Trans Remembrance 19.11.17
We gathered, commemorated, and also celebrated our identities. I wish I had promoted the event more successfully, and yes, more professionally, but that's a thing for another time. Elaine Gallagher, our guest speaker, spoke movingly about unemployment, about being single, and the awkward, probing questions that she's asked. She never frequents pubs anymore.
There's an overlap with my own life, the period when I thought no one would employ me, the idea of romance as something other people experience. I too don't go to pubs unless it's nearby and one I know and is safe for me, and I'm meeting people there. Though to be honest, pubs are so expensive anyway for what you get, so being trans is not the only reason I avoid them. Cinemas with bars are so much better, and much, much safer.
This posting is ostensibly about the Trans Remembrance event I helped to organize last Friday, but it's hard not to get personal. I'm relieved that over forty people came, there are audiences that generate good feelings, and this was one of them. I'm grateful that my friends and flatmate came, that so many people came of different generations and backgrounds: allies and cis-gendered who were just curious, trans and non-binary, undergrads, postgrads, the girl from Lighthouse Books, even my PhD supervisor. Several members of the Staff Pride Network, for whom I feel like their special agent, two of them came early to help me set things up. You can see my bosses in this voluntary network in the main photo: Judith Rauhofer and Jonathan MacBride either side of me. We look happy, don't we? We genuinely were, I think everyone was though I wish we'd had more wine and food to give everyone.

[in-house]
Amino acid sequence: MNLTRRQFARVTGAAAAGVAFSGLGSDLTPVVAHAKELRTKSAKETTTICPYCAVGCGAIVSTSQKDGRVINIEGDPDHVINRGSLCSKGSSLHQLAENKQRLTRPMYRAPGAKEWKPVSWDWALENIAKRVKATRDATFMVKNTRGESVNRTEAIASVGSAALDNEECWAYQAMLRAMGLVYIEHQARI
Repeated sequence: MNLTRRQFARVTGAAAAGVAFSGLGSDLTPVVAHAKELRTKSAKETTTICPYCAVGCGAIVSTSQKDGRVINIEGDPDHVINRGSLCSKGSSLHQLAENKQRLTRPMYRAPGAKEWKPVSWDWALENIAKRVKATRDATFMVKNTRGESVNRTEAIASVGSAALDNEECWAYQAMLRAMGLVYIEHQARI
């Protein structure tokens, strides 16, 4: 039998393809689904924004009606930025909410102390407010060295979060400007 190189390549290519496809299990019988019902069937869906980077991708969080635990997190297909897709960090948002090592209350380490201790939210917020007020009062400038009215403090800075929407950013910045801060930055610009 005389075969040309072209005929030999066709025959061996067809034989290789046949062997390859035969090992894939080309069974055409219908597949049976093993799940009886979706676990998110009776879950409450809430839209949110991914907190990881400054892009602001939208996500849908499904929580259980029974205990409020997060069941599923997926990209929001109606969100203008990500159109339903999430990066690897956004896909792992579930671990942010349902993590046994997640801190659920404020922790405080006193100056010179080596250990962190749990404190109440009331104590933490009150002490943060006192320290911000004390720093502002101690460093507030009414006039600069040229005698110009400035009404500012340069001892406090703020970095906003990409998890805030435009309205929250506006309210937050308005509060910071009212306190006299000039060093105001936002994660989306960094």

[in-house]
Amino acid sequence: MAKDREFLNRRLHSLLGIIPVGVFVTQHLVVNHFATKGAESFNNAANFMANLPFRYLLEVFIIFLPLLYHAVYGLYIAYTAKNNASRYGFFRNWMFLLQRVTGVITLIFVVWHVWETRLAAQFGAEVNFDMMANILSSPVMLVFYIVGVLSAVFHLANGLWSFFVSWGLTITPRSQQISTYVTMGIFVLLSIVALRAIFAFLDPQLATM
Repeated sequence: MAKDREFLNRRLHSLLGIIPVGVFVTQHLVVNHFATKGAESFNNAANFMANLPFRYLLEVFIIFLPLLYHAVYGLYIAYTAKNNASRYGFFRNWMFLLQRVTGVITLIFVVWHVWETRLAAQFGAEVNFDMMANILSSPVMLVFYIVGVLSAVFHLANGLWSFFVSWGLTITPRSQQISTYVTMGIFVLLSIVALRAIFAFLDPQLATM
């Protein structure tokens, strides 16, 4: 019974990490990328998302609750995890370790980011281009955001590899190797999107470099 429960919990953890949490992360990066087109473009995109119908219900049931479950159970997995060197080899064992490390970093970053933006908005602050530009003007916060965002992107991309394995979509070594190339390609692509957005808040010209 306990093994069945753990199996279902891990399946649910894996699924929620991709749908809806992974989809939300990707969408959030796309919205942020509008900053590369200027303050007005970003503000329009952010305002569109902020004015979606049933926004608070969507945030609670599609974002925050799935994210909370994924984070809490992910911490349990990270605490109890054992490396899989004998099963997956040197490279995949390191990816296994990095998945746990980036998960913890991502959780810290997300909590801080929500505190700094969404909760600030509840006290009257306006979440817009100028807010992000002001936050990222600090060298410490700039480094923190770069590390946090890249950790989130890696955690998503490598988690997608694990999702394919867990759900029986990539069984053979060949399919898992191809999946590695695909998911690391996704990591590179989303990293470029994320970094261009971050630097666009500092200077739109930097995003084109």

We held a minute's silence and displayed the names on walls of the nearly three hundred trans or non-binary murder victims of hate crimes this past year.
The guest speaker was great, the film was engaging, and my two-person post-film panel worked better than the five-person panel I used in a previous event: Kai and Han spoke fluently and were relaxed as we deconstructed our screened movie Romeos (2011). It's a film I recommend for anyone who wants insight into some of the issues with transitioning, not least how it impacts on your relationships, the platonic and romantic ones, as you look for love.So, to end this post about something that mixes tragedy with celebration. This event of Trans Remembrance reminds me that I'm one of the lucky ones. I look at the photo of me and I quite like how I look. One and a half years since I came out and as transitioning goes, I think it's gone quite well.